May 12, 2022 9:35:47 pm
The results of a worldwide study on diabetes in which Hyderabad-based CSIR – Centre for Cellular and Molecular Biology (CSIR-CCMB) was involved, paves the way towards development of ancestry-specific genetic risk score for risk prediction in different populations and has immense implications for Indians, where every sixth individual is a potential diabetic, the CCMB said Thursday.
The study of diverse populations has shed a new light on how genes contribute to Type-2 Diabetes. The study named DIAMANTE (DIAbetes Meta-Analysis of Trans-Ethnic association studies) co-led by Prof Andrew Morris at the University of Manchester is now published in Nature Genetics, CCMB said.
Dr Giriraj R Chandak, Chief Scientist at CCMB and one of the lead investigators from India, highlighted this study as a landmark event where scientists from different parts of the world put together their minds to understand similarities and differences in genetic susceptibility to Type-2 Diabetes in different populations. Dr Chandak’s group had earlier provided evidence of greater genetic heterogeneity in Indians compared to Europeans, which compromises our ability to predict Type 2 Diabetes risk in the Indian populations using European data.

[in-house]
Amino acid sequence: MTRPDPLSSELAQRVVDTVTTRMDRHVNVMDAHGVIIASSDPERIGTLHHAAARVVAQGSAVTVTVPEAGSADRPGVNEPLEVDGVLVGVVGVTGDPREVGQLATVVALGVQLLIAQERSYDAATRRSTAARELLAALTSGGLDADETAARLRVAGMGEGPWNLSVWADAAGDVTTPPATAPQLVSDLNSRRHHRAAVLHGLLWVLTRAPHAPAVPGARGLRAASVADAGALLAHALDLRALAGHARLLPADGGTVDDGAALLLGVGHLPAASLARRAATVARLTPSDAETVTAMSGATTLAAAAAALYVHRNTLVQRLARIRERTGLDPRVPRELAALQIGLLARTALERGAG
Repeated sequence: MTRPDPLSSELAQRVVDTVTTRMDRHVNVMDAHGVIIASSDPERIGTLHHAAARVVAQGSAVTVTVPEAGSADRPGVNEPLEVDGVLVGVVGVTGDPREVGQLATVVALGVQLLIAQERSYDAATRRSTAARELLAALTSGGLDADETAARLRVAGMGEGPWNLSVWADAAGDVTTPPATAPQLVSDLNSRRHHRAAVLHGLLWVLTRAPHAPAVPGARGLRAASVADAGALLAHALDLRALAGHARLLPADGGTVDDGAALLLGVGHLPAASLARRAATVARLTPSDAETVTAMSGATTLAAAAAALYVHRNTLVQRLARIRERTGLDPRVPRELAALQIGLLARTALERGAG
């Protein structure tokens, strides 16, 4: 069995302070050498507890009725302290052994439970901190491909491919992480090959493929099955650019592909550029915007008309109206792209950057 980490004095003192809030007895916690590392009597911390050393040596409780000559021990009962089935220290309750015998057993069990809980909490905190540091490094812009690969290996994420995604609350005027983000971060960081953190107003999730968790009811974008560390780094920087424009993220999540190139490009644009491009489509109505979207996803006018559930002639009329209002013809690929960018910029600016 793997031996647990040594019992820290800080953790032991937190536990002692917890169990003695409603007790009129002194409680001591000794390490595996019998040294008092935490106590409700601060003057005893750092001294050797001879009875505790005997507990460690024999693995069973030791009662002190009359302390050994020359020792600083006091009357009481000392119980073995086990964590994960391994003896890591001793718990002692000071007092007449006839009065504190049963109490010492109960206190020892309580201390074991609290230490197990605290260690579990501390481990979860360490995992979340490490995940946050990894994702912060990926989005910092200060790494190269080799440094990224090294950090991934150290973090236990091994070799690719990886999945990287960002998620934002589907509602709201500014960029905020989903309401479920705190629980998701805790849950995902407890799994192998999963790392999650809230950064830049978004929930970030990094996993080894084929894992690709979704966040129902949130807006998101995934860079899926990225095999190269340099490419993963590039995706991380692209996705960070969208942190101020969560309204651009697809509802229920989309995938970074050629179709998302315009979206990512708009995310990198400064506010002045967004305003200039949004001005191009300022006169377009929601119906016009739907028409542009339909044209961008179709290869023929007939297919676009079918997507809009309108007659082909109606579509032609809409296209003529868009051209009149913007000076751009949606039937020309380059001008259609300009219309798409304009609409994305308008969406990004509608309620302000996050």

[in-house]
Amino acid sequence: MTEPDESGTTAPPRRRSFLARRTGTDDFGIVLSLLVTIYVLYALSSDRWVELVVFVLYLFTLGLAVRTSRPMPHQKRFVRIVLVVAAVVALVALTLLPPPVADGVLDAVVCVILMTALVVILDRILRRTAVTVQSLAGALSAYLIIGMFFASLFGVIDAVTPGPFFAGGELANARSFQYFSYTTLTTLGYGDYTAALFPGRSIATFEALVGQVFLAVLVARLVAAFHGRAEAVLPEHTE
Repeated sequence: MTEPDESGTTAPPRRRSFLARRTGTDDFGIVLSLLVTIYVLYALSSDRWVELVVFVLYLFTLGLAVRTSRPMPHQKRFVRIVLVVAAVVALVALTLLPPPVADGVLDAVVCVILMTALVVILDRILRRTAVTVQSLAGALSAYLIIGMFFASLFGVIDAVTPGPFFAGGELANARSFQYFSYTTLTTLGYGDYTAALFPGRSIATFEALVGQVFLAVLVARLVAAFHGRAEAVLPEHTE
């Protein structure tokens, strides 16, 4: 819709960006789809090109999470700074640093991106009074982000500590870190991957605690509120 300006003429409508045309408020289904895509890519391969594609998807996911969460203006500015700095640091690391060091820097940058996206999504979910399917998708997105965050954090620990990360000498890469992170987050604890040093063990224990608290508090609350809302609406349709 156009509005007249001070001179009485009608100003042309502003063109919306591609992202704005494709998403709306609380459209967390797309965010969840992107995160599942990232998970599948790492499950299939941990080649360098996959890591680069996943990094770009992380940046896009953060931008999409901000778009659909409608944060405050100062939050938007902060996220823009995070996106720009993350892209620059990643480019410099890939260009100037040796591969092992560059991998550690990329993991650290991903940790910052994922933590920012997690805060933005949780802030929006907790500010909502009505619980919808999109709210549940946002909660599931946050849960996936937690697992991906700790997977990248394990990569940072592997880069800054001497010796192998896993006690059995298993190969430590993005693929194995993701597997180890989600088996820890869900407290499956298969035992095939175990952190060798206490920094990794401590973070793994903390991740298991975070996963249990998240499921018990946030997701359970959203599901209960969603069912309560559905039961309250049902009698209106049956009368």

The global prevalence of Type 2 Diabetes, a familial disease with severe morbidity, has increased 4-fold over the last three decades. South Asia, especially India and China, are major hubs of this spurt. It is thought that Indians are especially at risk of Type-2 Diabetes because they are centrally obese meaning fat around the abdomen – indicative of fat around their visceral organs and are more insulin resistant right from birth.
Best of Express Premium
This is in contrast to the Europeans who are overall fat in a generalised manner. Despite this fact, the largest studies to understand the genetic basis of Type-2 Diabetes have mostly been conducted on populations of European ancestry.
This recent study compared genomic DNA of 1.8 lakh people with Type-2 Diabetes against 11.6 lakh normal subjects from five ancestries – Europeans, East Asians, South Asians, Africans and Hispanics — and identified large number of genetic differences (Single Nucleotide Polymorphisms or SNPs) between patients and the normal subjects. “The study found population-specific differences in genetic susceptibility to Type-2 Diabetes. These results pave the way towards development of ancestry-specific genetic risk scores for risk prediction in different populations and have immense implications for Indians, where every sixth individual is a potential diabetic,” said Dr Chandak.
“This study sets up the stage for further investigating the South Asian population for genetic susceptibility to Type-2 Diabetes and extends the journey on the path of precision medicine,” said Dr Vinay Nandicoori, Director, CCMB.
🗞 Subscribe Now: Get Express Premium to access our in-depth reporting, explainers and opinions 🗞️
- The Indian Express website has been rated GREEN for its credibility and trustworthiness by Newsguard, a global service that rates news sources for their journalistic standards.